July 8, 1950

Well, I know more than I did. With great ceremony Papa ushered in a distinguished-looking gentleman who spoke French. So we carried on a sort of conversation. And here is what must have happened, as near as I can put the pieces together:

The raid that sank our ship was one of the heaviest ones of the war. Twenty-two ships were sunk and hundreds of men killed. I must have been thrown into the water unconscious. Fortunately I’d jumped for my life jacket when I first suspected the planes, and for some reason I stuffed those 2 pages of diary into my pocket. Four days later I was picked up by a Yugoslav fishing boat, belonging to this same family. I was almost dead, but they took me home and nursed me back to health in about six months.

I remember nothing of this, nor of the 5½ years that followed. The only explanation I can reason is amnesia. Because I certainly didn’t spend all that time in bed, sick!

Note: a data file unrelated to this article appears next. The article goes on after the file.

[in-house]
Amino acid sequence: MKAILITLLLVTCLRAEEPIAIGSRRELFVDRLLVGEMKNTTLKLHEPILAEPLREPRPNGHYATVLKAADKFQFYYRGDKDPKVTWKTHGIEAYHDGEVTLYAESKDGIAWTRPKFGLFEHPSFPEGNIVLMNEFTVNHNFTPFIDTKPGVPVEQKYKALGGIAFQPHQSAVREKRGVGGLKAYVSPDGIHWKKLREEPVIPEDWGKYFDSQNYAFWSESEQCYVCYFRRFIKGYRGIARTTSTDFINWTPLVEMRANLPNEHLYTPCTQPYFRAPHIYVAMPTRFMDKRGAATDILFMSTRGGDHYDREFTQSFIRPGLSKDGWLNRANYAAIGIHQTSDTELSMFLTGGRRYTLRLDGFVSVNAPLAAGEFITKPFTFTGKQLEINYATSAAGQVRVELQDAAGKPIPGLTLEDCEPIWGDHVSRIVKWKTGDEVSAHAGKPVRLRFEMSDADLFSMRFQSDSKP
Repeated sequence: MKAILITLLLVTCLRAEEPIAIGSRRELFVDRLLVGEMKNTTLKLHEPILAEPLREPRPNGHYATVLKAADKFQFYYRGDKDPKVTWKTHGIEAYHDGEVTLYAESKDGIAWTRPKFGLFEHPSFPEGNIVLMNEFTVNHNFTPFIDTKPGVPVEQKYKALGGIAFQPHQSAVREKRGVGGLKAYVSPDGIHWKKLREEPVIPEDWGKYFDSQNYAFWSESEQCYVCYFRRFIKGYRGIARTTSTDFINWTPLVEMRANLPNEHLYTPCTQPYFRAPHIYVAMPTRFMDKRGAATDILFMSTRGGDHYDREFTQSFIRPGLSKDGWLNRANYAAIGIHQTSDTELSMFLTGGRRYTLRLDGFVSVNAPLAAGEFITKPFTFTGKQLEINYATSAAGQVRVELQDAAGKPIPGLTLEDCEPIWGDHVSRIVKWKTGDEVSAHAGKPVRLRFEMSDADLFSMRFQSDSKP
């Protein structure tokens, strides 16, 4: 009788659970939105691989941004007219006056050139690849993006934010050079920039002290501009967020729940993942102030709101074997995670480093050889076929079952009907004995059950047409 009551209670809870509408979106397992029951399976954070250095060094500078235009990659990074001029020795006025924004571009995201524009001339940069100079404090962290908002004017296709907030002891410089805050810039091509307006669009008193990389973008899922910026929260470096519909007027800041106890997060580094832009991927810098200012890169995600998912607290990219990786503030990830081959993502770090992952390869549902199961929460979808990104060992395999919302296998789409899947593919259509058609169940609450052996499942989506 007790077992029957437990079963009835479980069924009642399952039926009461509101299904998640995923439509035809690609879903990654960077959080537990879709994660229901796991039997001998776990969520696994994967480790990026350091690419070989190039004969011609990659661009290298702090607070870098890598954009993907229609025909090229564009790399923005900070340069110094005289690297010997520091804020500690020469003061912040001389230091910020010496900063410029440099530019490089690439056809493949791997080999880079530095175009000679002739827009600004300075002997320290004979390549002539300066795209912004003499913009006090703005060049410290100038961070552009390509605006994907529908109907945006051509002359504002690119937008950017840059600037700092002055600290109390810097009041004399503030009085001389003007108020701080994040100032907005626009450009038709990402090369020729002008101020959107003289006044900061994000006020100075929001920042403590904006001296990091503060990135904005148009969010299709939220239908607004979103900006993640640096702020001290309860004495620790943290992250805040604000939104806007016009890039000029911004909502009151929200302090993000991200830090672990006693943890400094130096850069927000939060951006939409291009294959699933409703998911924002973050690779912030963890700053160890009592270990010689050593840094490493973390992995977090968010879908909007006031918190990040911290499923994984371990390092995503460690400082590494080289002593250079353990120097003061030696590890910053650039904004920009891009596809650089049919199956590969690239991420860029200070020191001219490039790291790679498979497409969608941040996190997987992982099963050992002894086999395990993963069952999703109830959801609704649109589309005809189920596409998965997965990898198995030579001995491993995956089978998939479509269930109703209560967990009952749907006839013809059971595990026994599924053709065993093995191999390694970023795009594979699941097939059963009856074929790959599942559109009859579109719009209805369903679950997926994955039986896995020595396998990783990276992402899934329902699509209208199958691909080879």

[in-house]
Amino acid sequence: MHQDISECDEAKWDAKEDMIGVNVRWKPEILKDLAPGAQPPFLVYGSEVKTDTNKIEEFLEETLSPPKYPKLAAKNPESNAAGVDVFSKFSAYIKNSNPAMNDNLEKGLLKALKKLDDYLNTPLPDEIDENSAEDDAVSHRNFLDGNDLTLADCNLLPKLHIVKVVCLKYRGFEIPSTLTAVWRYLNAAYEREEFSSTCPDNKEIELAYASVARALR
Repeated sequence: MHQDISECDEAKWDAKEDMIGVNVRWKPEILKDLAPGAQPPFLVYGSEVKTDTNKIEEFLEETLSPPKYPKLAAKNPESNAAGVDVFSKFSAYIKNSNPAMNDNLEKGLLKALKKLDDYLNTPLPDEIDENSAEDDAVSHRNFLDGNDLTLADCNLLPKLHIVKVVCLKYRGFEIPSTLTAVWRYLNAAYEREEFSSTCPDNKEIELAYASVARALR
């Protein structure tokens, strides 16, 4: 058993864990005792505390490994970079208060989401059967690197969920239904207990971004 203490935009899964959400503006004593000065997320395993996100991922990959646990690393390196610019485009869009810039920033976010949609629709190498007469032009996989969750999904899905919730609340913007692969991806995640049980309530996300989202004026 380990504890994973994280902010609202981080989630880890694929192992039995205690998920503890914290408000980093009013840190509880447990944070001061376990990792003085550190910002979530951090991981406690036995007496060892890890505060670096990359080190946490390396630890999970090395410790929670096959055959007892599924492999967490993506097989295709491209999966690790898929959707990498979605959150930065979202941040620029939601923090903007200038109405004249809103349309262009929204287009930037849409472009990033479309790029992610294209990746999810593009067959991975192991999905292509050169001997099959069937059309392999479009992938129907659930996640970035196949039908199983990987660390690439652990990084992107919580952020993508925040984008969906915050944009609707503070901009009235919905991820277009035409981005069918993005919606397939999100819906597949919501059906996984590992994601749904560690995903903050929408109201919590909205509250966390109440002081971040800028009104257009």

Although I recovered my body, my mind didn’t, according to the family (the distinguished man was merely an interpreter. He knew nothing of me himself). I never spoke, except once in a while in my sleep when I spoke English. But I learned to understand Yugoslav, and I couldn’t understand English. Now I see why the family thought I was crazy when I started speaking English and not understanding Yugoslav!

Anyhow, I was quite a different person. In fact I was almost a local hero. As soon as I was well I fought with Tito’s Guerrillas and was noted for being a dare-devil. Apparently I just couldn’t be killed and I knew it. I won’t go into the details, because it wasn’t really me. Also, I had quite a way with the women. This was delicately hinted at by the oldest son after the others had left, but he refused to go into any more detail.